This just in from student applicants, Adrienne Harreveld and Mahsa Taskindoust from Duke!

We had a great time going into our community and compiling stories and profiles from diverse Durham residents. The community feedback has given us a great idea of what Duke University can offer Durham, North Carolina. The general consensus among the people we interviewed is that Durham is truly a “progressive” city, ready for our impact through multidisciplinary design. Here is a sneak peek into what we have compiled!

For their Part 1 Community Applications, the team has started collecting stories from local community members. Below are a couple of them!

Bryan, age 32, has lived in Durham his whole life where opened Ox and Rabbit, a soda fountain and eclectic retail shop with his wife. Before being Ox and Rabbit, the site was previously a Pharmacy that opened in 1919 that Bryan knew his whole life as an iconic Durham landmark. His experiences at the Pharmacy encouraged him to open his store and keep retail in Durham a reflection of the local community. His favorite part about Durham is the fact that it isn’t only a “college town.” Everywhere in Durham you see reflections of the city’s historic Tobacco industry and local flavor. Durham is a “progressive” city. In the past ten years it has embraced a total renaissance revitalizing its art and innovation and converting the historic tobacco warehouses into unique local shops. The fact that land and real estate is relatively cheap acts as a double edged sword; it makes land accessible to a lot of people, but even more appealing to big business and corporations. “Corporations don’t know Durham and only work for their best interests, not for the interests on the town I love.” In addition to corruptness of corporate infiltration, Bryan thinks the most pressing concern for Durham is poverty.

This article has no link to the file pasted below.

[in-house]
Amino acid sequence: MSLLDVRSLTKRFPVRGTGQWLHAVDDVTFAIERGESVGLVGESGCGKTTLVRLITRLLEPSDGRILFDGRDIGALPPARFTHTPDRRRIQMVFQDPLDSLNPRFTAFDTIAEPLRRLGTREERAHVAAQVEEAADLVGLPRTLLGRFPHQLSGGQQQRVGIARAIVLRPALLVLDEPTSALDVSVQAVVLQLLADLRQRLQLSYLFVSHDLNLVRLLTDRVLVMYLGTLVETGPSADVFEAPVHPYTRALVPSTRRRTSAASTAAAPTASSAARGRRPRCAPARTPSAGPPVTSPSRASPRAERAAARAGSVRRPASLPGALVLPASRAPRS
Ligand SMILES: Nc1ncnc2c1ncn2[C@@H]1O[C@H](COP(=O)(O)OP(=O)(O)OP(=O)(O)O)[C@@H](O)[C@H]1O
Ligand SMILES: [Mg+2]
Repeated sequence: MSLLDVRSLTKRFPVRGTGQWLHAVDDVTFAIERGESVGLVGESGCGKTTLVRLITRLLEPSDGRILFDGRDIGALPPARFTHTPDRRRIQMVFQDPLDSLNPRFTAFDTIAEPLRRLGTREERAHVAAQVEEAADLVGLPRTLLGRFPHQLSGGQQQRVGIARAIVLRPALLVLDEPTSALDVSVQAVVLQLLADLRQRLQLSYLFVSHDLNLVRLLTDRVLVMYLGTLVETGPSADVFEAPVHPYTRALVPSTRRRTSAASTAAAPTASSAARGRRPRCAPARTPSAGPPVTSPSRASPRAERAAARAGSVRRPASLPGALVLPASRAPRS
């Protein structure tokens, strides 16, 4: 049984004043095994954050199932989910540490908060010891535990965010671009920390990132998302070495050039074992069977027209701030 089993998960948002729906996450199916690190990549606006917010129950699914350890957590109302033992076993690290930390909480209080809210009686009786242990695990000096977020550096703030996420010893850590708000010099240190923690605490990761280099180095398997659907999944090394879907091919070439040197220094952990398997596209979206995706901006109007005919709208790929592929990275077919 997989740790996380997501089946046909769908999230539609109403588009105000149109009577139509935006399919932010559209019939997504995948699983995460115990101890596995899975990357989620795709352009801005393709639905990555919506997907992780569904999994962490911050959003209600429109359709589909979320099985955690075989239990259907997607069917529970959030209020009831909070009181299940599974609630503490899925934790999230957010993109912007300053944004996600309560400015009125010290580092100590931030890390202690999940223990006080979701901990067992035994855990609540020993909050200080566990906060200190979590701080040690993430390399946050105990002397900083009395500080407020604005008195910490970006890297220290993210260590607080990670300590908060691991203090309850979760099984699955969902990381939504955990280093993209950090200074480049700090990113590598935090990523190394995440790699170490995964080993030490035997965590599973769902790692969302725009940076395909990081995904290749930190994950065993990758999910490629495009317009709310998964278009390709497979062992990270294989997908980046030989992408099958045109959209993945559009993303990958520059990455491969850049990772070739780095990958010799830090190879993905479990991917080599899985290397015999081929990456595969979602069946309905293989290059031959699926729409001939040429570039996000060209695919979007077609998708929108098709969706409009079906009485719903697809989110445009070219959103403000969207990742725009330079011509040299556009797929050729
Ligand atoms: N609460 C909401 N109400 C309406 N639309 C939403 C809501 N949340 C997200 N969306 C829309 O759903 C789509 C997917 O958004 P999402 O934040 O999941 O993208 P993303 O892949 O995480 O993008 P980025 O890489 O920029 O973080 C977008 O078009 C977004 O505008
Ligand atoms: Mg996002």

“A lot of the problems are linked to racism that still lingers here and keeps African Americans in a cycle of poverty.”

Bill & Linda: We stopped by Occupy Durham and found Bill and Linda, both retired state employees in their sixties who have lived in Durham for 41 years. They are occupying Durham for the right to collective bargain for state employees (state unions are outlawed in North Carolina). Being involved in civic engagement in Durham for over 30 years, they say their favorite part about Durham is how approachable local government is. “There are many opportunities for community forum, and city councilmen, even our US Representative have always been a phone call away” says Linda (good to know for future DFA projects!) When asked about the most pressing concern for Durham, Bill says “the Durham we know and love is the Durham before the train tracks.” Once you cross that boundary you see extreme cases of poverty and no growth or innovation.

“They are as much of a part of Durham as I am, but people seem to forget that.”

Pictured above is the three foot brick wall that surrounds Duke University. Although many Duke students are actively involved in local community service, a separation between Duke and the community still exists and is still very prevalent. Through the social innovation and efforts of Design for America, we hope to “break the wall” that disconnects us from the thriving and developing community of Durham.

Look forward to seeing more from Duke’s application as Part 1 deadline soon approaches!! Applications to start your own DFA studio are currently open–> register here!